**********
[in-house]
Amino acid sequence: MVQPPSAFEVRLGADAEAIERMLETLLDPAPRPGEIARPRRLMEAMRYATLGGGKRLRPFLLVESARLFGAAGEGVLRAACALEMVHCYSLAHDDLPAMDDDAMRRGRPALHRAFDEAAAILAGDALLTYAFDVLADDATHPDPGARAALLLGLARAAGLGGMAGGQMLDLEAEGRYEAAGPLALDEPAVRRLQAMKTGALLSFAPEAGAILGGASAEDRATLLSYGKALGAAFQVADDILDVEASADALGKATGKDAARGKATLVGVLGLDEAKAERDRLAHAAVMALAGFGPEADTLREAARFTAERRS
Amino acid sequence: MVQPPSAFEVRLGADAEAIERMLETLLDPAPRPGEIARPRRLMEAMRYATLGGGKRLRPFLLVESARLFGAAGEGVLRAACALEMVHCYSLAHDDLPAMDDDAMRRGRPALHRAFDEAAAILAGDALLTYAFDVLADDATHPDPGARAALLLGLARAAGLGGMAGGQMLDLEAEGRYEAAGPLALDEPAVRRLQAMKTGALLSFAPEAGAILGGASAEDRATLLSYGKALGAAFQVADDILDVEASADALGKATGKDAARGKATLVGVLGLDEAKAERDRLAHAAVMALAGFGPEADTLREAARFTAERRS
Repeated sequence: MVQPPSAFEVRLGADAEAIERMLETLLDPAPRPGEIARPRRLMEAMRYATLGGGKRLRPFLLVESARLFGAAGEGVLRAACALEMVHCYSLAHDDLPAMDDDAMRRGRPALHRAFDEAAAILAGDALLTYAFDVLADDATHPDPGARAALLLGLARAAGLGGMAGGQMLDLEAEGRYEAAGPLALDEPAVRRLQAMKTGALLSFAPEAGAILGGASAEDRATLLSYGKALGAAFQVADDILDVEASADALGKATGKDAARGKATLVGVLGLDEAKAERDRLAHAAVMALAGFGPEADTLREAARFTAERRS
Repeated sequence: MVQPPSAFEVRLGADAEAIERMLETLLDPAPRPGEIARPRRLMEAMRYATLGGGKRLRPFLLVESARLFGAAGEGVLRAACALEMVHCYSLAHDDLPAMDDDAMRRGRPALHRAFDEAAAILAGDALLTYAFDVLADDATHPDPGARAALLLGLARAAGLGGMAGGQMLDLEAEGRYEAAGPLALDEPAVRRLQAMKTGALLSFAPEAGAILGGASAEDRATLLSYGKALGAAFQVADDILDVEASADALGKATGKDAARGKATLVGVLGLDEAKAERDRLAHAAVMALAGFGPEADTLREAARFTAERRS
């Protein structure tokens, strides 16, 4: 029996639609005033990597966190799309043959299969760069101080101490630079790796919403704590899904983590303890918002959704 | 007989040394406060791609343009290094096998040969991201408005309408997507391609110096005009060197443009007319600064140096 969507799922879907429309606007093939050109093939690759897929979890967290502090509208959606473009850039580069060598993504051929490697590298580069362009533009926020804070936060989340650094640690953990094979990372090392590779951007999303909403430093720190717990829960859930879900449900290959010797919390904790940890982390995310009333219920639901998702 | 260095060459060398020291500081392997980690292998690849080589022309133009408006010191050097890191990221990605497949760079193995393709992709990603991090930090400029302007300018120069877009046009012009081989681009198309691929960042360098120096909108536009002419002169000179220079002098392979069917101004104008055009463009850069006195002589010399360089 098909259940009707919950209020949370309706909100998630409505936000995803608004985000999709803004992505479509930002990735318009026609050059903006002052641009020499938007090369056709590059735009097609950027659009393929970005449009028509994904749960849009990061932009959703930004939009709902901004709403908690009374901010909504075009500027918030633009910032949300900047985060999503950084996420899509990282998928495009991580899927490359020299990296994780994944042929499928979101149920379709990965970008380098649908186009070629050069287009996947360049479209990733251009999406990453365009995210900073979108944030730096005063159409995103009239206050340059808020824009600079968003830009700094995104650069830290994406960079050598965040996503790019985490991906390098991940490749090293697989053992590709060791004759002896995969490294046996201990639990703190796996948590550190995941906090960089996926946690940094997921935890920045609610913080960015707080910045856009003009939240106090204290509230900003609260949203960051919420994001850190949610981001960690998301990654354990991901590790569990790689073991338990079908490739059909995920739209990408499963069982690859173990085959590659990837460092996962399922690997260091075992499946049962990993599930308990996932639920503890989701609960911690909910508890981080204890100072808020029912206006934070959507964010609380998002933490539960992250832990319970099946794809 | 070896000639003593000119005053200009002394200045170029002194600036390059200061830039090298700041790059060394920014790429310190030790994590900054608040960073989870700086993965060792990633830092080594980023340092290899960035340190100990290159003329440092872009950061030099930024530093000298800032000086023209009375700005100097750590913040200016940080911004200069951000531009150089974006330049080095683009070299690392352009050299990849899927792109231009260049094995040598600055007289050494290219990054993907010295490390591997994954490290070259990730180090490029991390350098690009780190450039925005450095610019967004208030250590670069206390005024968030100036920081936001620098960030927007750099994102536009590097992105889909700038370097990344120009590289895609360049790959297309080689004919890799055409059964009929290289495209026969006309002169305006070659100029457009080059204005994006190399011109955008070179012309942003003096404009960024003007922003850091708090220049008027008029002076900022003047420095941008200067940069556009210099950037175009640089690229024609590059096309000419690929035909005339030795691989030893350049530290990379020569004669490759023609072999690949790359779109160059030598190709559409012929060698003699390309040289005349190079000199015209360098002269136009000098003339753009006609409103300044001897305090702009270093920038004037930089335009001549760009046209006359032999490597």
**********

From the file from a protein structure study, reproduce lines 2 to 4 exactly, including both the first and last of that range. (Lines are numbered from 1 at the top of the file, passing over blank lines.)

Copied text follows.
Amino acid sequence: MVQPPSAFEVRLGADAEAIERMLETLLDPAPRPGEIARPRRLMEAMRYATLGGGKRLRPFLLVESARLFGAAGEGVLRAACALEMVHCYSLAHDDLPAMDDDAMRRGRPALHRAFDEAAAILAGDALLTYAFDVLADDATHPDPGARAALLLGLARAAGLGGMAGGQMLDLEAEGRYEAAGPLALDEPAVRRLQAMKTGALLSFAPEAGAILGGASAEDRATLLSYGKALGAAFQVADDILDVEASADALGKATGKDAARGKATLVGVLGLDEAKAERDRLAHAAVMALAGFGPEADTLREAARFTAERRS
Amino acid sequence: MVQPPSAFEVRLGADAEAIERMLETLLDPAPRPGEIARPRRLMEAMRYATLGGGKRLRPFLLVESARLFGAAGEGVLRAACALEMVHCYSLAHDDLPAMDDDAMRRGRPALHRAFDEAAAILAGDALLTYAFDVLADDATHPDPGARAALLLGLARAAGLGGMAGGQMLDLEAEGRYEAAGPLALDEPAVRRLQAMKTGALLSFAPEAGAILGGASAEDRATLLSYGKALGAAFQVADDILDVEASADALGKATGKDAARGKATLVGVLGLDEAKAERDRLAHAAVMALAGFGPEADTLREAARFTAERRS
Repeated sequence: MVQPPSAFEVRLGADAEAIERMLETLLDPAPRPGEIARPRRLMEAMRYATLGGGKRLRPFLLVESARLFGAAGEGVLRAACALEMVHCYSLAHDDLPAMDDDAMRRGRPALHRAFDEAAAILAGDALLTYAFDVLADDATHPDPGARAALLLGLARAAGLGGMAGGQMLDLEAEGRYEAAGPLALDEPAVRRLQAMKTGALLSFAPEAGAILGGASAEDRATLLSYGKALGAAFQVADDILDVEASADALGKATGKDAARGKATLVGVLGLDEAKAERDRLAHAAVMALAGFGPEADTLREAARFTAERRS